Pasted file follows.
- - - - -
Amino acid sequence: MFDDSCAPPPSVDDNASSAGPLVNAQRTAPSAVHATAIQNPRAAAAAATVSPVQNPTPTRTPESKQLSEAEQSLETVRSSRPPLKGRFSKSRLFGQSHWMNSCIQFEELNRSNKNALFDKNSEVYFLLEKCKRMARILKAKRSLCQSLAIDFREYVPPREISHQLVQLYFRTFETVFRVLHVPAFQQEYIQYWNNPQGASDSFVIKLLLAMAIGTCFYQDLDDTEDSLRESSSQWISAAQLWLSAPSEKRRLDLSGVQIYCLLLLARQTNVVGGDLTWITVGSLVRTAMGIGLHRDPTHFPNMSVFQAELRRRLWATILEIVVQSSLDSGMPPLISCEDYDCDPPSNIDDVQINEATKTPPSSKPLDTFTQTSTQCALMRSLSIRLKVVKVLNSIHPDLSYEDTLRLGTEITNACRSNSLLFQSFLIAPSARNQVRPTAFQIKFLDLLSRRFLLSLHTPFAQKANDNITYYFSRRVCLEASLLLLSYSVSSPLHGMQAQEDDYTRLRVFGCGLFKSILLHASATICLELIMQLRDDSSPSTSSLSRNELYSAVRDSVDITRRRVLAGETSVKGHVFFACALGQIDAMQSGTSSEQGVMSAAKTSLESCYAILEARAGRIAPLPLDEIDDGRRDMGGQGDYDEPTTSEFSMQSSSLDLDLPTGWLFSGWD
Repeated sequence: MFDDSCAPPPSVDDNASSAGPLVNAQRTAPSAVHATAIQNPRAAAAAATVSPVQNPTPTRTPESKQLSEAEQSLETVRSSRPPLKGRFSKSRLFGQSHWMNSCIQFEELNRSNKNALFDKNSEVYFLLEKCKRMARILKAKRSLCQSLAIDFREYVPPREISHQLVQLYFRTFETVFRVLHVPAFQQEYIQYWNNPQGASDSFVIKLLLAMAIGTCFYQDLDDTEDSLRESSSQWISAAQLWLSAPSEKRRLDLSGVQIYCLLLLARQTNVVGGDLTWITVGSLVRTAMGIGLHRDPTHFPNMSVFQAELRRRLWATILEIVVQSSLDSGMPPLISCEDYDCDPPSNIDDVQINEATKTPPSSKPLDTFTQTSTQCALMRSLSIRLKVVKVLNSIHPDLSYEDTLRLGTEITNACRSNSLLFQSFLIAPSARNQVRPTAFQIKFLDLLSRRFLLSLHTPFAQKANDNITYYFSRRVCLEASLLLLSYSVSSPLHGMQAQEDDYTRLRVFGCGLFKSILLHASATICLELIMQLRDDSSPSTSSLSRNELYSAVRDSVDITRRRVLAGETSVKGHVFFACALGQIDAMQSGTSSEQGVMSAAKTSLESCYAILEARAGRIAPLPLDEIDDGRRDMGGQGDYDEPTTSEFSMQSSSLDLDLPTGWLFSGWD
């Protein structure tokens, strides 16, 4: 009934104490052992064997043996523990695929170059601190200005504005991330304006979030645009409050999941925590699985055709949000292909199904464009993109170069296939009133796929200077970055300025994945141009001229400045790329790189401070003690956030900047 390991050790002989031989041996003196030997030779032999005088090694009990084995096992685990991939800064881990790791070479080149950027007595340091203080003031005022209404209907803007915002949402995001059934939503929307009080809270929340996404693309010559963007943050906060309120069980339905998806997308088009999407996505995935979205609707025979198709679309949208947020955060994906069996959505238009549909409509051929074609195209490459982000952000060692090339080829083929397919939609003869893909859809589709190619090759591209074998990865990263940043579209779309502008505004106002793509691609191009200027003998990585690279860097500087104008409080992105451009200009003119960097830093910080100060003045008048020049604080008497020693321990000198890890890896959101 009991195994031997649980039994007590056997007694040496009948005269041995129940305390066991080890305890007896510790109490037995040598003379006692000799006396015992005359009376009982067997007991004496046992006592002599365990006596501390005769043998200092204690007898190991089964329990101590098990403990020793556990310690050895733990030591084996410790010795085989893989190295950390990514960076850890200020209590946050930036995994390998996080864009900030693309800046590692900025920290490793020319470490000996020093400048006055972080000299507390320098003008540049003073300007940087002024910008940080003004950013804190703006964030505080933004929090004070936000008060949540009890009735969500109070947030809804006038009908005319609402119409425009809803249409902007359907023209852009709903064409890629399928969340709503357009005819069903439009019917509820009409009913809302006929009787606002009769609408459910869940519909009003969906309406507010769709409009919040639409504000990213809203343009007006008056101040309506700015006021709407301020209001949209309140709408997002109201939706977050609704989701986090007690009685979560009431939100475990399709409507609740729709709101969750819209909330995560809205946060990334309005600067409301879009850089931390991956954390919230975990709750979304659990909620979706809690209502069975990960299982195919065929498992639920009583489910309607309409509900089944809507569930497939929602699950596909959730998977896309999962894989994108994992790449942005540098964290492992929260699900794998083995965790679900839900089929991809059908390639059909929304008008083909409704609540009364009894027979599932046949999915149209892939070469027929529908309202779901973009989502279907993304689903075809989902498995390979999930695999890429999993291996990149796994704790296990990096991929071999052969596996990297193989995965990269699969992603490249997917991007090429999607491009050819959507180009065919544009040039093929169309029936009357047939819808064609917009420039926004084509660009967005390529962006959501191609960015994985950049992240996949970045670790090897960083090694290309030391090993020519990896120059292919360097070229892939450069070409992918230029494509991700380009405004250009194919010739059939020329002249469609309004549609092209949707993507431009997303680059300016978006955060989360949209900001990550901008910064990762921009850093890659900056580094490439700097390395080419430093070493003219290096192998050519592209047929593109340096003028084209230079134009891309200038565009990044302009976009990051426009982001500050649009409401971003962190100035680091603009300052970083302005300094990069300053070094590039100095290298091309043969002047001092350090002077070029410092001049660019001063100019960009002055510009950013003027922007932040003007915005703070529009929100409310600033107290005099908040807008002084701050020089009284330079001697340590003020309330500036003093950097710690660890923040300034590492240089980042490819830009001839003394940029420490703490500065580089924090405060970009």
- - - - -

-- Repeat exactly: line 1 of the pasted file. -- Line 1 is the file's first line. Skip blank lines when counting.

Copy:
Amino acid sequence: MFDDSCAPPPSVDDNASSAGPLVNAQRTAPSAVHATAIQNPRAAAAAATVSPVQNPTPTRTPESKQLSEAEQSLETVRSSRPPLKGRFSKSRLFGQSHWMNSCIQFEELNRSNKNALFDKNSEVYFLLEKCKRMARILKAKRSLCQSLAIDFREYVPPREISHQLVQLYFRTFETVFRVLHVPAFQQEYIQYWNNPQGASDSFVIKLLLAMAIGTCFYQDLDDTEDSLRESSSQWISAAQLWLSAPSEKRRLDLSGVQIYCLLLLARQTNVVGGDLTWITVGSLVRTAMGIGLHRDPTHFPNMSVFQAELRRRLWATILEIVVQSSLDSGMPPLISCEDYDCDPPSNIDDVQINEATKTPPSSKPLDTFTQTSTQCALMRSLSIRLKVVKVLNSIHPDLSYEDTLRLGTEITNACRSNSLLFQSFLIAPSARNQVRPTAFQIKFLDLLSRRFLLSLHTPFAQKANDNITYYFSRRVCLEASLLLLSYSVSSPLHGMQAQEDDYTRLRVFGCGLFKSILLHASATICLELIMQLRDDSSPSTSSLSRNELYSAVRDSVDITRRRVLAGETSVKGHVFFACALGQIDAMQSGTSSEQGVMSAAKTSLESCYAILEARAGRIAPLPLDEIDDGRRDMGGQGDYDEPTTSEFSMQSSSLDLDLPTGWLFSGWD